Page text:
That increase can be attributed to David starting regularly and a slightly smaller sample size of 946 minutes. However, the added positional versatility is surely a contributing factor, too.

“I think it helps me a lot because when you are a versatile player, that means you can adjust to any position and any situation,” David explained. “If I want to stay deep and just make runs in behind, I can also [do it]. If I want to come in, combine and be in the pockets, I can also do that because I have experience playing as a 10. I think it helps me a lot in different situations on the pitch.”

In Gent’s 2-1 win over Rijeka in the first leg of their UEFA Europa League playoff, David started as a right winger. He occasionally drifted inside but largely stuck to the flank.

David’s passes (left) and passes received vs. Rijeka. (via Wyscout)

David was deployed up front with Laurent Depoitre for the second leg and in the subsequent 3-2 victory over Cercle Brugge in the league right before the international break.

As expected, David’s contributions versus Cercle Brugge were spread across the pitch since he occupied those central spaces and had freedom to roam.

David’s passes (left) and passes received vs. Cercle Brugge. (via Wyscout)

That flexibility will behoove David for both club and country, especially as he continues to grow as a footballer.

“When you’re an out-and-out No. 9, you’ve really got to dig out a career because with the amount of analysis now, if you’re a one-position player, after the second game, people know you,” Herdman said. “They know every movement you make and they know the cues and the triggers on those movements.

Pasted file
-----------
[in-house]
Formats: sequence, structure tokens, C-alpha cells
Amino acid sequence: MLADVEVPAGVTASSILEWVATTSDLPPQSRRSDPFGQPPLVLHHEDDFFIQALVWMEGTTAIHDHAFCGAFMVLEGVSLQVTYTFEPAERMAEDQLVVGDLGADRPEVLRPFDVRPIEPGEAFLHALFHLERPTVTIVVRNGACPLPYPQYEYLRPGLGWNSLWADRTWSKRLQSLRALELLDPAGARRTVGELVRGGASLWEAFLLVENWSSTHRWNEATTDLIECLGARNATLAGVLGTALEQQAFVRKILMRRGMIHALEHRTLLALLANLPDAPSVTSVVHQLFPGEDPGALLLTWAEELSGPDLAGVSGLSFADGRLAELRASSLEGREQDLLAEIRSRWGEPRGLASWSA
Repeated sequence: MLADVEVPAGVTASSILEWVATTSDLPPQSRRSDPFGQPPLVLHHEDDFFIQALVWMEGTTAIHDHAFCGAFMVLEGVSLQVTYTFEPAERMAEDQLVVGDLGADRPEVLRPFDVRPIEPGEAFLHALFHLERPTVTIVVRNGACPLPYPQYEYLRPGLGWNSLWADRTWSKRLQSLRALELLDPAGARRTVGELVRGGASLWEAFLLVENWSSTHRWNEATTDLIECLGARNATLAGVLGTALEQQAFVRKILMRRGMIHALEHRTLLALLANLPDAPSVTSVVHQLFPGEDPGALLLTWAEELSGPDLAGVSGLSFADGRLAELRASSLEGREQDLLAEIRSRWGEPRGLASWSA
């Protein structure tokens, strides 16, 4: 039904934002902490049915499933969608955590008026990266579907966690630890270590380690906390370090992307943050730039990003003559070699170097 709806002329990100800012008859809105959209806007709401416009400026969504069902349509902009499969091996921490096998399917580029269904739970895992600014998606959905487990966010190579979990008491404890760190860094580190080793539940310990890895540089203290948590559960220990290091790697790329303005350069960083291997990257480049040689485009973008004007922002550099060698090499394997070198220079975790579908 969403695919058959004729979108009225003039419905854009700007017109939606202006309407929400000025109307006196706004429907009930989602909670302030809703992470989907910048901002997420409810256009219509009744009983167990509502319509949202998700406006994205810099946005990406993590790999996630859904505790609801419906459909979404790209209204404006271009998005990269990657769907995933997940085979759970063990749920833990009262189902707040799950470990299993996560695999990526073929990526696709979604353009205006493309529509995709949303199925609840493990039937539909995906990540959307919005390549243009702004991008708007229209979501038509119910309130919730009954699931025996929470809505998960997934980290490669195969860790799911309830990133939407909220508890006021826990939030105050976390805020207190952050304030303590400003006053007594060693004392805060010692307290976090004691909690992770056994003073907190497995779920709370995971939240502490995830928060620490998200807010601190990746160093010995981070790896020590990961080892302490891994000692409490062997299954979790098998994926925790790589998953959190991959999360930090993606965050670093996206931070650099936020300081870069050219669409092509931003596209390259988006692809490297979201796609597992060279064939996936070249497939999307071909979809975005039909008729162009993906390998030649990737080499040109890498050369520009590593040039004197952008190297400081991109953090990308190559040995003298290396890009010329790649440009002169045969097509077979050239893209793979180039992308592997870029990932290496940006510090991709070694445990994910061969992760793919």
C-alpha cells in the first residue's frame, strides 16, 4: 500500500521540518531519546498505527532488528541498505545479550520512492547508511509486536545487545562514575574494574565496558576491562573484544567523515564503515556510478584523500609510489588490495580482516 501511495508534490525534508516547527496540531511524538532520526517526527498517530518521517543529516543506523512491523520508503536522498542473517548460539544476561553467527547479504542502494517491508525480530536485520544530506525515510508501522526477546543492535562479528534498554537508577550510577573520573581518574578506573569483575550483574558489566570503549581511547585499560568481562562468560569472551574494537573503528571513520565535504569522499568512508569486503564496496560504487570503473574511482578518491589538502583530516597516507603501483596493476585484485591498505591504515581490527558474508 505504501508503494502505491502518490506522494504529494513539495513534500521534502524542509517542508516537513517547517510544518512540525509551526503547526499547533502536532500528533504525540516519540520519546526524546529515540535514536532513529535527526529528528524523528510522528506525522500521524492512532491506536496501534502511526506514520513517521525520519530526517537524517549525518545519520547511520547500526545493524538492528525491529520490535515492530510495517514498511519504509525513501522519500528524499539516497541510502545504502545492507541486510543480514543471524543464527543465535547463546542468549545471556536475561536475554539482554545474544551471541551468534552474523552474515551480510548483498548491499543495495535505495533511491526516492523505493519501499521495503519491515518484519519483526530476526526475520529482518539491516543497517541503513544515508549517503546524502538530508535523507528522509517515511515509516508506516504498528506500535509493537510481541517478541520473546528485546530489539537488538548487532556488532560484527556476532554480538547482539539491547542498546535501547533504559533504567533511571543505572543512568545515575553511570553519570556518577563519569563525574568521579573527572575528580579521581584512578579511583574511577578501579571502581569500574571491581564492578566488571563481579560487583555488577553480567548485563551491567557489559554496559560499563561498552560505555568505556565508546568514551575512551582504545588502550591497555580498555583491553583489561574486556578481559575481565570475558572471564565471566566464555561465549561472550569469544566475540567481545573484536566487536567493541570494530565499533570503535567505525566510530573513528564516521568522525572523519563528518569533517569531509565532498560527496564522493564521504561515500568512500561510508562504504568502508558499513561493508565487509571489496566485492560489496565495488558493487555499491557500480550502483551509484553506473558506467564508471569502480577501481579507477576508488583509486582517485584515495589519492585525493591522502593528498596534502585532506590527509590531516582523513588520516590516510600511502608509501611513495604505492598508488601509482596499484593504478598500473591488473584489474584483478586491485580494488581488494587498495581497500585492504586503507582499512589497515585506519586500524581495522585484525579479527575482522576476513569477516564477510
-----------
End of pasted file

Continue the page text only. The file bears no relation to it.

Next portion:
“His timing is so clean. … He makes things predictable for people, but not predictable for the opposition.”

David was involved in all three goals for Gent against Cercle Brugge, contributing two goals and an assist in the victory. His trademark composure and off-the-ball movement were on full display.

It’s evident David has that keen sense every clinical finisher possesses. Even as he was bearing down on goal on Saturday night, he was one step ahead of the Cuban defence.

“I remember just making eye contact with Mark-Anthony [Kaye] and he played the ball in behind, and the ball was a bit behind me so I had to take the touch the way I did,” David explained. “After that, I saw the defender coming on my left side. So I took it around him, took a touch, another touch, and then I found myself inside the box. From there I saw the defender close to me, and I said to myself, ‘If I shoot now, I think he’s going to block it for sure.’ So what I did, I just decided to fake the shot to see what happens. And he slid, and then after that the net was wide open. And I just shot and I scored.”

“I think what I like about Jonathan is he’s so grounded.” Herdman boasted. “I call him ‘The Iceman.’ He’s just deadpan.”

“This is the way I am,” David said when asked about his new nickname. “I am always someone who is calm, so I don’t get excited or too nervous for stuff. I just stay neutral and I think that helps me a lot.”

As David continues to turn heads, the message remains the same: Just keep playing regularly.

“I just hope that Jonathan stays and plays at the right time,” Herdman stated. “I keep saying we go after things too soon. Just let it come to you. It’s going to come. It looks like he’s enjoying his football. He is scoring, but it’s the minutes that are important. He’s got to keep honing his craft and you can’t do that from the bench.”